Communication Case Study: The Anatomy of a Successful Stewardship Campaign

Date Posted: 8/14/2015

Engagement is most often thought of in the marital sense, however it is of central importance in terms of a congregation as well. Engagement, in both contexts, implies emotional involvement and commitment –- as in, personal participation. What better way to see engagement in action than a stewardship campaign? This “back story” will demonstrate how one church made it to the Winner Circle in the 2015 TAC Communications Best Idea Contest – and equip other congregations with ideas on improving stewardship campaigns in their own unique environments.
According to Communication Director Rebecca Llenos, the main goal of the First UMC Pearland 2015 Stewardship campaign was to increase participation from the congregation. “It was not so much about pushing the amount of giving  -- though that is always important – but, rather, creating a culture of giving our prayers, presence, gifts, service and witness,” she explains. “Through a strong Sunday morning message, a well-communicated plan and tangible take-aways and opportunities, we received an increase of 33% more pledge cards compared to the previous campaign.”

Step 1: FUMC Pearland formed a stewardship committee to choose a program, initiate and lead the campaign. They chose the Living Generously campaign for its compelling video series and numerous suggestions and best practice examples.

Step 2: The team created a week-by-week communication plan to help leadership and staff stay on task and communicate the points of the campaign through many different media.
Step 3: Through print, pulpit announcements, email and social media the campaign coordinators were able to keep the congregation engaged in the campaign, even if they were not there on a Sunday morning. Sermons (both audio and video) were available on the church’s website. 
The bulletin was used for prayers specifically written for the five weeks of the campaign and for weekly synopsis of the videos. A unique, dedicated e-mail was sent out during the weeks of the campaign with links to sermons and prayers as well as how to use the takeaways (listed in Step 4) and thoughts on how to Live Generously. Social media was also used to create focused conversations and receive feedback on the concept of living generously.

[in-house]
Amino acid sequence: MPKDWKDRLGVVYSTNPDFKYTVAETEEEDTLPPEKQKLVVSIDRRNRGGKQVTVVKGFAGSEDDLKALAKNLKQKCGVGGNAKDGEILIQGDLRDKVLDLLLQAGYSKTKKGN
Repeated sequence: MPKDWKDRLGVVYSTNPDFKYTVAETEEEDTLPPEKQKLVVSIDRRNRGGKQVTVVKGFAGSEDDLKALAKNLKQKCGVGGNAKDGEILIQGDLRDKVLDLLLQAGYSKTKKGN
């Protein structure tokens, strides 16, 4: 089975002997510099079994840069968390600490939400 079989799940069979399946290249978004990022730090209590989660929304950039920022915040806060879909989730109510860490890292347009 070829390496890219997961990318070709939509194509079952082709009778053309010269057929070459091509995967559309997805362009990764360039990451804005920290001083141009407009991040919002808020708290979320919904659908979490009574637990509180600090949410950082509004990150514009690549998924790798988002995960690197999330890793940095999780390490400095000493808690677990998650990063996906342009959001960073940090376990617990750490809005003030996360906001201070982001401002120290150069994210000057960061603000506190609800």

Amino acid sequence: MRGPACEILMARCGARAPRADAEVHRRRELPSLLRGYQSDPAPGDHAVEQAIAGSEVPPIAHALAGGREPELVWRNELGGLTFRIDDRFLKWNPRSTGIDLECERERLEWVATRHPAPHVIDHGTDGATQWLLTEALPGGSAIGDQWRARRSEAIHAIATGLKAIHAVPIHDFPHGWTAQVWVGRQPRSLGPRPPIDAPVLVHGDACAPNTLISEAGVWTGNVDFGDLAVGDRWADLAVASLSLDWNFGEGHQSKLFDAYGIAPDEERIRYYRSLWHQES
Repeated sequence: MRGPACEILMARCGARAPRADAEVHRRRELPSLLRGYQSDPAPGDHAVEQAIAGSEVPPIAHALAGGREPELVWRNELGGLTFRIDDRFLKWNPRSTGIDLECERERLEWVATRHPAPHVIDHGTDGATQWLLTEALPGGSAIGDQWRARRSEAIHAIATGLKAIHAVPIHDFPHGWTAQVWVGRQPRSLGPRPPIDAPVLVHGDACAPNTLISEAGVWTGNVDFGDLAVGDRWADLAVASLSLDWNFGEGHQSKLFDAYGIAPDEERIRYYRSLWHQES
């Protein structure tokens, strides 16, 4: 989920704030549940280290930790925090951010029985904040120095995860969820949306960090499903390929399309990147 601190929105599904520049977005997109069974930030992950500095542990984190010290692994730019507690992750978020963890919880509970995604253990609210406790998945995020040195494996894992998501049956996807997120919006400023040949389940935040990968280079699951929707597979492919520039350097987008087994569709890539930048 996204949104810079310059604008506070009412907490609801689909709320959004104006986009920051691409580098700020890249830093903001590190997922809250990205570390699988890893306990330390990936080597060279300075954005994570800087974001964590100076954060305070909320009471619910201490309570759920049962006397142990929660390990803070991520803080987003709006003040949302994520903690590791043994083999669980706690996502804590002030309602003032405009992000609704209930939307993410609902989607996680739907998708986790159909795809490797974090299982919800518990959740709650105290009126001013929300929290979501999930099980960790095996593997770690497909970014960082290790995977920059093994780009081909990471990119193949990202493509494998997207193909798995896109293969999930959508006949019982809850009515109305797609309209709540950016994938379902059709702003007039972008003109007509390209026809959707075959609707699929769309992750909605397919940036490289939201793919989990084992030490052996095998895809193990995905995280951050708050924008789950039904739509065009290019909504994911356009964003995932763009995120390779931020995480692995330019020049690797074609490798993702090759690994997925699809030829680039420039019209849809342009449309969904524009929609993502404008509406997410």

Step 4: Takeaways were used on four of the five Sundays to re-iterate the teachings of the Sunday topic. Notes Rebecca, “We used bookmarks, generosity jars, spoons/ladles and seed packets to demonstrate the points of the videos. The bookmarks used the sheep graphic from Living Generously.  The generosity jars encouraged people to fill their jars of slips of paper with ways they lived generously.  The spoons and ladles represented us serving ourselves and then serving other.  The final week seed packets were given out to all. All packets included Texas wildflower seeds except for a few that had cash inside. Those who had cash in their seed packets were encouraged to share how they helped others with the money they received.” Two members of one family shared their story in this video She adds, “We also had a service opportunity at the City of Pearland’s Trick or Treat Trail so we could volunteer as a team and share the Living Generously theme in our community.”
Step 5: FUMC Pearland mailed the pledge cards a week in advance and had cards available for Commitment Sunday. Baskets were placed in all worship areas for cards to be turned in. Members also had the option of filling out an online pledge card and these were printed out and placed in the baskets to be prayed over.  Adds Rebecca, “The cards were not only for monetary pledges, but allowed the congregation to pledge their service and their presence. There was also space to request information about the many growth groups or service/mission opportunities available – which helped boost personal participation.”
In measuring success, church leaders solicited quotes from the congregation about how this series made a difference in their life or how they were Living Generously. “The feedback helped us decide to share the second installment of this series Loving Generously for Lent which had an emphasis on Service.” Here are a few quotes from church members that participated in the series:
What I learned from Living Generously: it is not about money. You can be generous with your time and service. I loved the spoon and ladle. The spoon feeds me and the ladle serves others. Rachal Dahse
This series has touched my inner spirit like no other "commitment program" ever has. The Holy Spirit convicted me; I humbly say, I have been guilty of giving money in lieu of service. I will pray for and act on opportunities God presents to interact and serve. Thank you for this series. Debbie Gilbert
Recapping Results
According to Rebecca, the successful result of this campaign was two-fold: 1) the team effort of the clergy, staff and lay leadership increased the knowledge and built excitement around the campaign and 2) the constant execution of the communication plan and media kept the congregation engaged and intrigued. “It is always important to keep your audience engaged if you want people to ‘get it’,” she adds. “Our members are constantly receiving messages of what to do and where to go and why to do it. As a church, keeping what we teach on Sunday relevant and life-applicable (i.e. stewardship in its many forms) will certainly result in a culture change because it becomes part of what we do.”  

Shares Rebecca, “The result of a 33% increase in participation made our goal a reality and we are continuing to cultivate the culture of giving to God and our church in all areas with great strides and excitement.”

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